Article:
The surpassing relevance of Mary’s Jewish roots
Brant Pitre just won’t quit, and we should be grateful. Image Books (Random House) has just sent me an uncorrected proof of the fourth in his series of books exploring the Jewish understanding of key Messianic texts at the time of Christ. The purpose of the books is to shed greater light on the central mysteries of the Catholic Faith. Pitre typically reviews the Jewish understanding of key Scriptural passages and episodes to explain the details of the Church’s Faith, details which resonate deeply with important themes, images, and prophecies under the Old Covenant.
The first of the four was Jesus and the Jewish Roots of the Eucharist: Unlocking the Secrets of the Last Supper, in 2011. The second, in 2014, was Jesus the Bridegroom: The Greatest Love Story Ever Told. In 2016 Pitre wrote The Case for Jesus: The Biblical and historical evidence for Christ. And now he has done the same thing for the Mother of God in Jesus and the Jewish Roots of Mary: Unveiling the Mother of the Messiah. (Note: I provided further information on Pitre’s approach in my review of the second book See: Each of us is destined to marry Jesus Christ).
The author found himself in an excellent position to write this book, not only for professional reasons, but because he can recall the days in which his interest in Mary had waned because he suspected that the Protestants were right in thinking that Catholic beliefs about Mary were “unbiblical”. Now that he is one of the leading experts in how Jews at the time of Christ understood their Scripture, he realizes better than almost anyone else how profoundly consistent Catholic doctrine is with the Jewish reading of the Old Testament books, and so with what knowledgeable people should expect both Our Lord and Our Lady to be, and how they are to be honored.
I will not quote from the book, because there may be slight textual changes in final revisions prior to its release next month. Suffice it to say that in eight very accessible and enriching chapters, Brant Pitre demonstrates convincingly that the Catholic understanding of Mary as the new Eve, the new Ark, the Queen Mother, the perpetual virgin, the mother of God, the new Rachel, and the mother of each of us in the Church—all these are completely consistent with the expectations of the Old Testament, and therefore with an understanding the earliest Christians were well-prepared to receive and explain. It is only later prejudice and Scriptural ignorance which has led so many to denounce Catholic beliefs about and devotion to Mary as somehow contrary to the Bible.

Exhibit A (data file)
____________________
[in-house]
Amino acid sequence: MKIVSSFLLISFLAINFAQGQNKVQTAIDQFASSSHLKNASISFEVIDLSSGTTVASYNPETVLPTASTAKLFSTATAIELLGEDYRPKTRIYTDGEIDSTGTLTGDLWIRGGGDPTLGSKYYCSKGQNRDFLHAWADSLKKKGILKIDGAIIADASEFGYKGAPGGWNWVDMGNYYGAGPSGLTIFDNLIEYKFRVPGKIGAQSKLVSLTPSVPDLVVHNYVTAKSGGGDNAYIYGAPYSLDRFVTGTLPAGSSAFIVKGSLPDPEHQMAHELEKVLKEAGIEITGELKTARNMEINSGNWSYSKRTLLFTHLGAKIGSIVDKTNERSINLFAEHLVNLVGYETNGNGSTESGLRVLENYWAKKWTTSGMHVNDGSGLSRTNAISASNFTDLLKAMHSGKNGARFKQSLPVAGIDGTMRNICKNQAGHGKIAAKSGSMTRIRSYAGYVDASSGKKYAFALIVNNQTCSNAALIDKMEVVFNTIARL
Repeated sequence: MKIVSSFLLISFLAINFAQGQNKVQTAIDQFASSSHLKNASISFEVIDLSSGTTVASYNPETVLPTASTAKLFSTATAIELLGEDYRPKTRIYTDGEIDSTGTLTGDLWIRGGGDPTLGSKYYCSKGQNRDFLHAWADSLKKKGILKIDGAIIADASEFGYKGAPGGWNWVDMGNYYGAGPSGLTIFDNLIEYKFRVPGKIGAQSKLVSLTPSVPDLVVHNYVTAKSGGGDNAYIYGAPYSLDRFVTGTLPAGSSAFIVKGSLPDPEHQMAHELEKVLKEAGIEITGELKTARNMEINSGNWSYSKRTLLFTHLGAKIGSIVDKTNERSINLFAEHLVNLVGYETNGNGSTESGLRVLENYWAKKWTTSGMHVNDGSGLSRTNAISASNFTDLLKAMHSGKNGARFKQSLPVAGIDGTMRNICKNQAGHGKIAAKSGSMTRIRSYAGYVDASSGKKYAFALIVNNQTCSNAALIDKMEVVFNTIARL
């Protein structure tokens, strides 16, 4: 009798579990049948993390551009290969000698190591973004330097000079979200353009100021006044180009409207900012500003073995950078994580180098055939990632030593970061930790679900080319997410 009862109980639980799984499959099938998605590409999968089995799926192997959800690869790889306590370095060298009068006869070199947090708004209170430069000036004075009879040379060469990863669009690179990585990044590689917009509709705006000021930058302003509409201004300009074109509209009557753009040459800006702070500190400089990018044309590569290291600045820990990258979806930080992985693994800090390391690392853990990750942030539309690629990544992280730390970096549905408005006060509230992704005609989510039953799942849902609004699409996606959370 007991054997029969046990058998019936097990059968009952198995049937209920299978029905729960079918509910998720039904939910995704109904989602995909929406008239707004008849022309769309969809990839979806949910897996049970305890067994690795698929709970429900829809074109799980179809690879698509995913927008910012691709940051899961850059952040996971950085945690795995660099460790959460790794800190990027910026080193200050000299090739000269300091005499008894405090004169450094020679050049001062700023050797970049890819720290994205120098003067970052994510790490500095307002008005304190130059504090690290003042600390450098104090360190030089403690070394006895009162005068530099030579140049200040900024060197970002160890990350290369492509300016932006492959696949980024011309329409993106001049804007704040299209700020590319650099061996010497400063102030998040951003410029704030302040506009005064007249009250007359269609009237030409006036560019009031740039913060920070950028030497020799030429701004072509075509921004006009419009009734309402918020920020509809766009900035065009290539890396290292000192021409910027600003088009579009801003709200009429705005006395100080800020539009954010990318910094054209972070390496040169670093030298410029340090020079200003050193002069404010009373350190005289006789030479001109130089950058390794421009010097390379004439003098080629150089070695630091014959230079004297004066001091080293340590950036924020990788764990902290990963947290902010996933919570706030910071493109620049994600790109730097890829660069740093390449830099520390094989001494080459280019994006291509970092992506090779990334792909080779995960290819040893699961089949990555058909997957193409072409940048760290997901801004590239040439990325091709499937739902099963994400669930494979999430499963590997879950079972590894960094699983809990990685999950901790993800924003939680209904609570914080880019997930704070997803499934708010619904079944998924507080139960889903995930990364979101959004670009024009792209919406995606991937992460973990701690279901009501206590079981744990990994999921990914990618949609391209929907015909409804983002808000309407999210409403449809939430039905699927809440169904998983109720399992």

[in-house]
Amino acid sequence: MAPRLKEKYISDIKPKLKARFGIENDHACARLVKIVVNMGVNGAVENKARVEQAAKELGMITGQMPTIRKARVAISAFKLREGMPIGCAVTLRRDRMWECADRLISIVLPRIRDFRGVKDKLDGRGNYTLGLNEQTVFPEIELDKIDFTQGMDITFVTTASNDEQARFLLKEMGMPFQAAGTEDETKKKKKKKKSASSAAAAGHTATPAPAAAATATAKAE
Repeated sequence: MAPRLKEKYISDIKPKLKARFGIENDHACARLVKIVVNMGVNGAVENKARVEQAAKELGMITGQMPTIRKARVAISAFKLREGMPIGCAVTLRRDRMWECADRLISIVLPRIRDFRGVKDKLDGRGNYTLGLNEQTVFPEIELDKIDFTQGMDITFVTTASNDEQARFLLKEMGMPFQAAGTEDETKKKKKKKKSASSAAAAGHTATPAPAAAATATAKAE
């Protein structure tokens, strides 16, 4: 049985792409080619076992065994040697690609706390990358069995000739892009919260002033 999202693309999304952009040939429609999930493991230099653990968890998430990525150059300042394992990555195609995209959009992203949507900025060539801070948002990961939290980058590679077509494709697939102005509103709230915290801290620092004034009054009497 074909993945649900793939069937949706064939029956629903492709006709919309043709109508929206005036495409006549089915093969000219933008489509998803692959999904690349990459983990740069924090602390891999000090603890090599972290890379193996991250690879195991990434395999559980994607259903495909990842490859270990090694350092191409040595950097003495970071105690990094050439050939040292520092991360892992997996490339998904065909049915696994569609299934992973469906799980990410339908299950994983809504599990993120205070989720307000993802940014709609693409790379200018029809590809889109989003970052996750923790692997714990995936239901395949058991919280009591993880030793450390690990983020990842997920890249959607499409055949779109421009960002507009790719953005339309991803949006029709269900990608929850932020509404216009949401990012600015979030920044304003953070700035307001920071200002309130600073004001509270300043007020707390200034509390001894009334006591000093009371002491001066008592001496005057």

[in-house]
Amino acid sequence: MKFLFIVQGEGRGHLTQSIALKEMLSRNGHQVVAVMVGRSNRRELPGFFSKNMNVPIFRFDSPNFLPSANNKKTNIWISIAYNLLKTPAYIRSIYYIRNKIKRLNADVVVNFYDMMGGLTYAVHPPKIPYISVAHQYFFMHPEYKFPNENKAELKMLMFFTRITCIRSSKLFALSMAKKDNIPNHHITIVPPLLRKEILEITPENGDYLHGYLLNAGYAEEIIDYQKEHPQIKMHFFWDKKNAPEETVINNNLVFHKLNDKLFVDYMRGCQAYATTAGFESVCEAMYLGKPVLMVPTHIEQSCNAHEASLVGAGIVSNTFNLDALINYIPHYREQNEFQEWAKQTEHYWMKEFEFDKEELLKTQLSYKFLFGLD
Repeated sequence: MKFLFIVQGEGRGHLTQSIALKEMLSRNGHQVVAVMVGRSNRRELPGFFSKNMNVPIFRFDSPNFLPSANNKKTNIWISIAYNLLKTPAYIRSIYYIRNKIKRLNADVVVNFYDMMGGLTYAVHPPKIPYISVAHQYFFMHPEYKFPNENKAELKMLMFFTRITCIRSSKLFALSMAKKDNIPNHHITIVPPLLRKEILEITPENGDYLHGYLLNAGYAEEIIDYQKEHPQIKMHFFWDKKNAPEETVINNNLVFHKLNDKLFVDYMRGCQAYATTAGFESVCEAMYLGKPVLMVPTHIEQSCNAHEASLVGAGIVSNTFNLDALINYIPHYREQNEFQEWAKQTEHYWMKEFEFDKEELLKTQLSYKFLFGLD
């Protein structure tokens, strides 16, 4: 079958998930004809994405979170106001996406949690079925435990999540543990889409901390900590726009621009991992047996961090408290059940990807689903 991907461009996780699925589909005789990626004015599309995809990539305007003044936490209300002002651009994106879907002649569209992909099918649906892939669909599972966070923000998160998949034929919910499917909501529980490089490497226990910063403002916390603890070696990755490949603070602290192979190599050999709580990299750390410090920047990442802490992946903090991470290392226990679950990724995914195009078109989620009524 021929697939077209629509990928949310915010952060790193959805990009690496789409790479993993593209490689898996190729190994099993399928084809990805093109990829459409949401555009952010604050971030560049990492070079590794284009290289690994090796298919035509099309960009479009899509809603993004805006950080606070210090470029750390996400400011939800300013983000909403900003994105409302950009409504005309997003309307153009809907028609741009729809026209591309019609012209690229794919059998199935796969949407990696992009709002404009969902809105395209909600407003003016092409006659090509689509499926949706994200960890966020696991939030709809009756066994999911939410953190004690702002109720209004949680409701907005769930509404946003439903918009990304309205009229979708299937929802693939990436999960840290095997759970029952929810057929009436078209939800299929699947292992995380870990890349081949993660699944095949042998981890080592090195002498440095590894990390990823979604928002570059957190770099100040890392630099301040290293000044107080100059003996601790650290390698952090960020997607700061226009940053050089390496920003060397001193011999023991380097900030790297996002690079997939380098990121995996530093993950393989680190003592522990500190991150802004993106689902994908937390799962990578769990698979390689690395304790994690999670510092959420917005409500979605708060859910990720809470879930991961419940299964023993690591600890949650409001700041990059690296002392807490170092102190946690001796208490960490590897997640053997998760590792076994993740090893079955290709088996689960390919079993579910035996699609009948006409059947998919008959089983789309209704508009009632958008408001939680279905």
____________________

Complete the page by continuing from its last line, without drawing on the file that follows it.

Pitre, though a scholar, is an accomplished popular writer. His work is clear and accessible to ordinary readers, never excessively long or over-annotated. The book approaches each point cleanly and concisely, and the author remains keenly aware of the various confusions and prejudices he must dispel. Consequently, I can and do recommend Jesus and the Jewish Roots of Mary to all readers. Exegetes and theologians can skim through the book very quickly to pick up its main points, supplementing their own knowledge. Non-academic readers can dwell on each and every page with significant spiritual profit.
Those who would like to explore more fully the veneration of Mary from the similarly ancient perspective of the first Christian centuries will also enjoy Michael Hesemann’s deeper excursion into the early history, archeology and even legends relating to the Mother of God. Hesemann’s somewhat longer and more detailed book is less an argument than a fascinating exploration. I discussed this book, entitled simply Mary of Nazareth, in parts 4a and 4b of my Sing of Mary series.
One of the most intriguing themes Pitre discusses is the “birth pangs of the Messiah”, a Scriptural image which has a strong connection not with Mary’s miraculous (and painless) delivery of the Christ child, but with her suffering at the foot of the Cross as she cooperated in sorrow with the Passion of her Son in giving birth to the New Covenant—and to all those who receive new life through His Church. I would argue that another important thing to remember is the manner in which these birth pangs—these sufferings—somehow persist in us as the Kingdom of God continually comes into being through the shared suffering of Christ, His mother, and each of its members.
In these dreadful days for the Church in the year 2018, in an era in which human affections have been cruelly separated from their intended natural and spiritual fecundity, understanding the maternal role of Mary is as important as it ever was—and as consoling, too.
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